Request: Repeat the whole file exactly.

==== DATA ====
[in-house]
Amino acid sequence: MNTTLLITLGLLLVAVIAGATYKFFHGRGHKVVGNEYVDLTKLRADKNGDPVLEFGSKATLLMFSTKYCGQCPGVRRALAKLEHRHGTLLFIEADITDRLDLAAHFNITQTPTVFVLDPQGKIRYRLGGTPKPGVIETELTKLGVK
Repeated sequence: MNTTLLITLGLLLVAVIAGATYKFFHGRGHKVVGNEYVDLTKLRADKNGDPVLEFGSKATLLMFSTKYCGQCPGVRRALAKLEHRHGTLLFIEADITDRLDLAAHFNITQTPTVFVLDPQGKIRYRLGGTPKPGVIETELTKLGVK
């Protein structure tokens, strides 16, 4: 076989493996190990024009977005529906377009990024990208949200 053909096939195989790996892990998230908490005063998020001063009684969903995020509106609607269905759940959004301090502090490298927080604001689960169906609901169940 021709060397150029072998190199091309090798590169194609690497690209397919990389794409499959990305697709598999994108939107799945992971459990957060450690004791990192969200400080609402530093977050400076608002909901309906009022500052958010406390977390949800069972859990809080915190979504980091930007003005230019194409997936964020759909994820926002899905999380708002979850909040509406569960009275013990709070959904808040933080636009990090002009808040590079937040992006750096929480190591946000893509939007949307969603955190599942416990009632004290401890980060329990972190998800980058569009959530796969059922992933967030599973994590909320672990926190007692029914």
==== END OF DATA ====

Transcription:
[in-house]
Amino acid sequence: MNTTLLITLGLLLVAVIAGATYKFFHGRGHKVVGNEYVDLTKLRADKNGDPVLEFGSKATLLMFSTKYCGQCPGVRRALAKLEHRHGTLLFIEADITDRLDLAAHFNITQTPTVFVLDPQGKIRYRLGGTPKPGVIETELTKLGVK
Repeated sequence: MNTTLLITLGLLLVAVIAGATYKFFHGRGHKVVGNEYVDLTKLRADKNGDPVLEFGSKATLLMFSTKYCGQCPGVRRALAKLEHRHGTLLFIEADITDRLDLAAHFNITQTPTVFVLDPQGKIRYRLGGTPKPGVIETELTKLGVK
């Protein structure tokens, strides 16, 4: 076989493996190990024009977005529906377009990024990208949200 053909096939195989790996892990998230908490005063998020001063009684969903995020509106609607269905759940959004301090502090490298927080604001689960169906609901169940 021709060397150029072998190199091309090798590169194609690497690209397919990389794409499959990305697709598999994108939107799945992971459990957060450690004791990192969200400080609402530093977050400076608002909901309906009022500052958010406390977390949800069972859990809080915190979504980091930007003005230019194409997936964020759909994820926002899905999380708002979850909040509406569960009275013990709070959904808040933080636009990090002009808040590079937040992006750096929480190591946000893509939007949307969603955190599942416990009632004290401890980060329990972190998800980058569009959530796969059922992933967030599973994590909320672990926190007692029914």